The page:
I wrote this quick-and-dirty script to let me know if I happen to forget to turn off a P15 instance, or if I configure a service with a super-expensive performance tier without realizing. Maxing out your free Azure credits may be depressing enough, but emptying your credit card could really put you in the hurt locker.
So, here’s a Powershell script that warns me before any of this happens. It uses the Azure Consumption API to check how much money we’ve racked up on a subscription so far, and if any single instance exceeds, say, 50% of that total cost, it sends a notification to a Slack channel.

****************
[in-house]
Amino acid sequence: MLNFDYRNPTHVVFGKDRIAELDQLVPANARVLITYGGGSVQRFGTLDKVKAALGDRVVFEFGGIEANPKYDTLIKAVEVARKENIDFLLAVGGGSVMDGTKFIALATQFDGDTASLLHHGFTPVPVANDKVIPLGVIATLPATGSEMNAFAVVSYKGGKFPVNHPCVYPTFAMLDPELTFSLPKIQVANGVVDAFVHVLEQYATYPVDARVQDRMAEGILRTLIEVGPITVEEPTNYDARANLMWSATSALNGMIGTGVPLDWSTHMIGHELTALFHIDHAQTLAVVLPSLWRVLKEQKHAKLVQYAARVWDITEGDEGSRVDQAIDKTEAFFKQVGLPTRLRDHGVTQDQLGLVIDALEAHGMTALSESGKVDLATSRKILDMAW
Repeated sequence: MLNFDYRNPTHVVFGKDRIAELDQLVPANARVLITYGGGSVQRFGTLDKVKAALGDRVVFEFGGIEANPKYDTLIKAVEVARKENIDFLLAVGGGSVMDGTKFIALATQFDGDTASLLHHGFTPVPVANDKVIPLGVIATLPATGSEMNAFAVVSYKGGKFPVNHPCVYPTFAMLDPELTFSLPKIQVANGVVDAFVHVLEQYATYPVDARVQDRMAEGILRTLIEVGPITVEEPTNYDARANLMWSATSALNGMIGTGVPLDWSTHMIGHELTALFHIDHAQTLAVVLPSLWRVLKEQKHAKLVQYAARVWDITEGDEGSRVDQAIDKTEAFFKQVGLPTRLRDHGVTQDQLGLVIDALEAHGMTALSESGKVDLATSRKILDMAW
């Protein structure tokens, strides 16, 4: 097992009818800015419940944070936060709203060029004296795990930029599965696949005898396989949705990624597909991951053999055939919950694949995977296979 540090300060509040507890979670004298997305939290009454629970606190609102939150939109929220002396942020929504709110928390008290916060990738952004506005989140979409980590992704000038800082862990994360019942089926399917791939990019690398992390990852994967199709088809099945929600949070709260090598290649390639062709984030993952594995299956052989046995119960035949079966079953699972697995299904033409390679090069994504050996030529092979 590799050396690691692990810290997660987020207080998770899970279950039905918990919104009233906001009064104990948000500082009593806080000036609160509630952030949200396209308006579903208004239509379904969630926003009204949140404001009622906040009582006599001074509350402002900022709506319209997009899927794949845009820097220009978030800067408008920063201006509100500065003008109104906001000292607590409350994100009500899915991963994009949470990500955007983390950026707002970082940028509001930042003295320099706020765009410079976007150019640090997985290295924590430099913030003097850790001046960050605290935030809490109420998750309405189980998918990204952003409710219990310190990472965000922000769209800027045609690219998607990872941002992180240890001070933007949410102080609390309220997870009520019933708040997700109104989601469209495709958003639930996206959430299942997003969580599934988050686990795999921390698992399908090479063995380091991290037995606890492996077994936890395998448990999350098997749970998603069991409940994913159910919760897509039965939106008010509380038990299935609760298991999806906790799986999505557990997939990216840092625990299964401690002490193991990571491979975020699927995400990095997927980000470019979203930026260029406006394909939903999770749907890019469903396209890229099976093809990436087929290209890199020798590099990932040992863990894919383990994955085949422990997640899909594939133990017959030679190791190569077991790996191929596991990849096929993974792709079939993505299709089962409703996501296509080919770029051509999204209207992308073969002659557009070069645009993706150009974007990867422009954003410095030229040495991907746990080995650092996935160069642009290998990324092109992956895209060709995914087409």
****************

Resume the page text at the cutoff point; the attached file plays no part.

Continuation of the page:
I just recently had the opportunity to sit with Aaron Nelson and go through some really cool Powershell features, and I’m certainly going to spend time getting to know Powershell a lot better. If you didn’t know, Powershell isn’t exclusive to Windows anymore – you can actually run a basic set of Powershell features, called Powershell Core, on Mac OS and Linux as well.
Encrypting your SQL Server’s TDS connections should be high on your list of things to do if you’re concerned with the privacy of your data. This often boils down to one big problem: can you get a valid certificate without paying a ton of money, and will it work with SQL Server?
So follow me down the rabbit hole, as we work out the steps to using Let’s Encrypt to create (and auto-renew!) a certificate for SQL Server. This is going to get technical.